I’ve been with my company eight months now. Looking back, I would have done things things differently. But I learned a tremendous amount. And once again, I thought I knew more than I did. And this continues to be the case.
When starting a new sales management role, this is how I would prioritize my activity.
When I started this role, I was given messy overwhelming reports that I didn’t know what to do with. Half the reports had decent info, and half didn’t. It took me 6 months and taking a data science class to give myself the confidence to put in some sweat and clean the data and make sense of what my sales numbers were. This meant spending money to take a data science class and buying a few data science books. I’m still on track to learn python, but the two biggest benefits of my education have been developing a better understanding of excel and learning how to use Microstrategy to visual this data.
One I got the courage to look at my decent data and spend hours upon hours cleaning and annotating and organizing it, I was left with a brilliant archive of historical sales data with all kinds of customer information.
Get out in the field and meet as many customers as possible. Try selling the product. Present it. See what questions people are asking.
I did a lot of this, but because it took six months to look and develop available data, I was shooting in the dark, and targeting industries instead of specific customer types that are a good fit.
When I started this position I had no direction. I was given some basic technical training, but no sales direction, no value proposition, no marketing tools, no target customer list, nothing. I was told to sell.
Initially was initially overwhelming. I didn’t know where to start. My relationships with channel partners was dismal. There was annual turnover for the regional sales managers the past six years. No one did shit. I had nothing to go on.
So I decided to just go on sales calls. I cold called and got rejected and made a fool of myself. But I learned a lot. About my products, about my customers, about the market.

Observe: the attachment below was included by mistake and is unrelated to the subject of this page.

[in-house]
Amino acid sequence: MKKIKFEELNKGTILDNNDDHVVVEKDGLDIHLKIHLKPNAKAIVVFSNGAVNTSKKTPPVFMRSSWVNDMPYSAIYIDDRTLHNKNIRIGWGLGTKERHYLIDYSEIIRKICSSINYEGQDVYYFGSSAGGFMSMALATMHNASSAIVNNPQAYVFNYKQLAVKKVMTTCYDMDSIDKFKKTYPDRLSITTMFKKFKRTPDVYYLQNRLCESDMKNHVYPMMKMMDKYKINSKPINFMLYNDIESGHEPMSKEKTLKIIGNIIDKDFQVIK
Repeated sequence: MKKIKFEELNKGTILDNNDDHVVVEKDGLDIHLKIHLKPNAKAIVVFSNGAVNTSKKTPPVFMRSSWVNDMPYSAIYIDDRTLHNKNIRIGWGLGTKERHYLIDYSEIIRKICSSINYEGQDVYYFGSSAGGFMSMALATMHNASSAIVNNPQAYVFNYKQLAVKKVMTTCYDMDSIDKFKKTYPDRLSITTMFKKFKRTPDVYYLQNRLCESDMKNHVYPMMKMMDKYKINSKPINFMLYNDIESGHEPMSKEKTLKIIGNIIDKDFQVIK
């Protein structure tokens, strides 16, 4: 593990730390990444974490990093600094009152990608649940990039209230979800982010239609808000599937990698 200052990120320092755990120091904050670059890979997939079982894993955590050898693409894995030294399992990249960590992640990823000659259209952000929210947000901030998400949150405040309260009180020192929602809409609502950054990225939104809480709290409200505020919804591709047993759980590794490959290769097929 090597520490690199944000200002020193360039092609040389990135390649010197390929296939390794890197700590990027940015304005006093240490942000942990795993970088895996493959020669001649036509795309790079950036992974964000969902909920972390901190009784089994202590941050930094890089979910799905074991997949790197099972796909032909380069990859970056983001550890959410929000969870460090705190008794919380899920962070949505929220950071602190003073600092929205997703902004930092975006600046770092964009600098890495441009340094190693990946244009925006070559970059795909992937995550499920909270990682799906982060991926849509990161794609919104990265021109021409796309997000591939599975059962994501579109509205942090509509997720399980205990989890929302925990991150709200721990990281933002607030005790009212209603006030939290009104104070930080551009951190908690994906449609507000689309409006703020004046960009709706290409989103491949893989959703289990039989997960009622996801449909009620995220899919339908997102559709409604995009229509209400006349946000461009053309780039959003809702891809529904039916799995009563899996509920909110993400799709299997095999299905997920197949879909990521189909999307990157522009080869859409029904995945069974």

But after six months I still was struggling to make sense of the job and make progress.
Along the way I kept reminding myself that my success is my responsibility. No one else is responsible for whether I sink or swim and excel. It’s my job. My my directors, not the marketing team, not product managers, not the factory. It’s entirely my job.
This paid off, because when I learned to take full responsibility for my success, I began to work harder, and smarter, and complain less, and enjoy life more.
I taught myself what I needed to do to succeed. Learned the products, the market, the processes. I did the work. I crunched the data.
Leaders know the way, go the way, and how the way.
If it’s meant to be it’s up to me.
What also happened was the responsibility I assumed began extending beyond myself to my organization. I thought big, and began sharing my insights and creations with the rest of the team, and it’s created a ripple effect. It’s added value.
That’s the other thing I kept thinking:
Try not to become a make of success, but rather become a man of value.
That changes perspective quite a bit. I began thinking of not what I could get, but what I could give.
It’s made me more charitable, more inspired, and more of a team played. I am a giver. I don’t worry about getting anything in return. The activity and work I’m doing is an investment in myself, my knowledge and my career.